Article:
Targeted Therapy And Immunotherapy
Targeted therapy and immunotherapy drugs attack cancer cells differently from standard chemo drugs. Little is known about their effects on fertility or problems during pregnancy.
Males taking thalidomide or lenalidomide have a high risk of causing birth defects in a fetus exposed to these drugs, which can stay in semen for a few months after treatment ends. Oncologists recommend that males and any sexual partner who is able to get pregnant use extremely effective forms of birth control, for example a condom for the man and a long-acting hormone contraceptive or IUD for the woman.
Causes And Risk Factors Of Testicular Cancer
The cause of testicular cancer is not known. But there are certain risk factors that may increase the chance of developing it. These include having an undescended testicle as a child. Or having a brother or father who had testicular cancer can slightly increase the risk.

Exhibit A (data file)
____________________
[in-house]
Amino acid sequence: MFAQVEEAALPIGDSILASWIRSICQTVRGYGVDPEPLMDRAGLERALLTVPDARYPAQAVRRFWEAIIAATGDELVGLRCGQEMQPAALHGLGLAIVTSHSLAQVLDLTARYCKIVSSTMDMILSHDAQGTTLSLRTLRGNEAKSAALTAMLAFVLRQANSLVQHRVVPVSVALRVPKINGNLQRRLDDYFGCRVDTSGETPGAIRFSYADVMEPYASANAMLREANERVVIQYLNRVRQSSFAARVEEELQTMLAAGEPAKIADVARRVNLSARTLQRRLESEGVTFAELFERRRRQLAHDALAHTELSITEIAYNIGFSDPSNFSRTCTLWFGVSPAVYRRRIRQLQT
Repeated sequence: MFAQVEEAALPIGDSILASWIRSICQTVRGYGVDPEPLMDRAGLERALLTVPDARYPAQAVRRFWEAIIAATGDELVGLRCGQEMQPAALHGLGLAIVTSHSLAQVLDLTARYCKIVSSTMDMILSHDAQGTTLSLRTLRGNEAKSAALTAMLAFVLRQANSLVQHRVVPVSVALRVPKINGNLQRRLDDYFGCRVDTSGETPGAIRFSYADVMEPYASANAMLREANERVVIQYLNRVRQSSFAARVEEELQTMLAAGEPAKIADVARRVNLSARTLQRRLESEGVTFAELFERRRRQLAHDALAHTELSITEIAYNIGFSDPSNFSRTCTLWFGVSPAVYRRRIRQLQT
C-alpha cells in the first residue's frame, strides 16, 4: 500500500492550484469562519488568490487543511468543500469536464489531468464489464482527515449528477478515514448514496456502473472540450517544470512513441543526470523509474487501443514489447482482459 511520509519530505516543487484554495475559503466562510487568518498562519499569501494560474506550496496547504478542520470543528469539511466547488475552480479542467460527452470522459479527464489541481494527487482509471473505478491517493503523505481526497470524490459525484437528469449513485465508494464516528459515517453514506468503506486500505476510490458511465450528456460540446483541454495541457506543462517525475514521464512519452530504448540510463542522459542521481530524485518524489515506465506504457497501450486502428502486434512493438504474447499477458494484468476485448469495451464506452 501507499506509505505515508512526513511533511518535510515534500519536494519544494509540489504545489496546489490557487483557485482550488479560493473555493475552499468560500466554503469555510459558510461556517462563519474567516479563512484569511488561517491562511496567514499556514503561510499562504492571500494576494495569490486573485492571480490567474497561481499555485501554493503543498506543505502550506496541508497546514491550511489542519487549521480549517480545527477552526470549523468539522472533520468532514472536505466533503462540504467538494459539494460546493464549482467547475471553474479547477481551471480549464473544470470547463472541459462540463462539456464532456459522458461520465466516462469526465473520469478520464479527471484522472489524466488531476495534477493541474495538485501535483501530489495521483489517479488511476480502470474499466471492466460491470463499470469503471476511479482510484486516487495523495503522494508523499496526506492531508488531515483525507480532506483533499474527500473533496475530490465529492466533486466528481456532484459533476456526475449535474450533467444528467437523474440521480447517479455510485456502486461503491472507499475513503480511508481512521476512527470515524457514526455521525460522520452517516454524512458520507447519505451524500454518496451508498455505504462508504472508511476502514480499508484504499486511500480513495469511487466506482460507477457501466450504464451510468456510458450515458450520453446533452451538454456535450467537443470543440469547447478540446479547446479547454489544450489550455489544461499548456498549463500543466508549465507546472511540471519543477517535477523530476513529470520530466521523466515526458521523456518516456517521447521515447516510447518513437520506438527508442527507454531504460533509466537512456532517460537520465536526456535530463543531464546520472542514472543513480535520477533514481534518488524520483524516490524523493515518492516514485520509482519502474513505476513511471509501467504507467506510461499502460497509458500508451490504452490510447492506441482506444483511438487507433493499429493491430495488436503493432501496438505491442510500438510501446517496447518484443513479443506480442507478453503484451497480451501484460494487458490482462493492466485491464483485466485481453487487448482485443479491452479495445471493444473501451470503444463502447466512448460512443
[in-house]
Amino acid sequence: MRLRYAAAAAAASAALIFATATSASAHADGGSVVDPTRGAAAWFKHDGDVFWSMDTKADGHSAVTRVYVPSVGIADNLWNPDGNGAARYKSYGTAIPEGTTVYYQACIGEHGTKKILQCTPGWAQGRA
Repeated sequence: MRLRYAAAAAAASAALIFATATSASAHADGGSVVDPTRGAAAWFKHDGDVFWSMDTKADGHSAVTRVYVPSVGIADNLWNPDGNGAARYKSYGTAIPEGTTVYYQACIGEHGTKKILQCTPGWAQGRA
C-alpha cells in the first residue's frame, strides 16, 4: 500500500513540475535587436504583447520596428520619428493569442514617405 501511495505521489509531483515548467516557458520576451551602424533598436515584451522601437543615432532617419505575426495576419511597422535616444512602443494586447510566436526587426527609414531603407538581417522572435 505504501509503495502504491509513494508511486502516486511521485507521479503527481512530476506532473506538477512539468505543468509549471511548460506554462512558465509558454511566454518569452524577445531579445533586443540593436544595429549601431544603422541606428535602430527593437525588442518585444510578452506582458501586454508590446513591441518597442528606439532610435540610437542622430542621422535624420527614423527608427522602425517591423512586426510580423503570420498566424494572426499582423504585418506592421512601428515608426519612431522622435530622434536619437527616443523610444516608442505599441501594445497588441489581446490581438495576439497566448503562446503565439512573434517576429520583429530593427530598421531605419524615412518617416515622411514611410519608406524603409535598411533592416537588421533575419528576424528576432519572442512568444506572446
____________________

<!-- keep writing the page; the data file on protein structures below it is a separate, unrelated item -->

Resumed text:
Having a risk factor does not mean you will get cancer. And if you do not have any risk factors, you may still develop it.
Fertility After Testicular Cancer
Your fertility means being able to make someone pregnant.
After treatment for testicular cancer, you will usually still be able to make someone pregnant. But this depends on what treatment you need. Some treatments might affect your fertility.
Your doctor will talk to you about this before you start treatment. Even if there is a low risk that treatment will affect your fertility, your doctor will talk to you about sperm banking. This is when you collect and store your sperm for use in later fertility treatment.
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Other Causes Of Testicle Lumps And Bumps
As well as cysts, other causes of non-cancerous lumps and swellings on or around the testicles may include the following: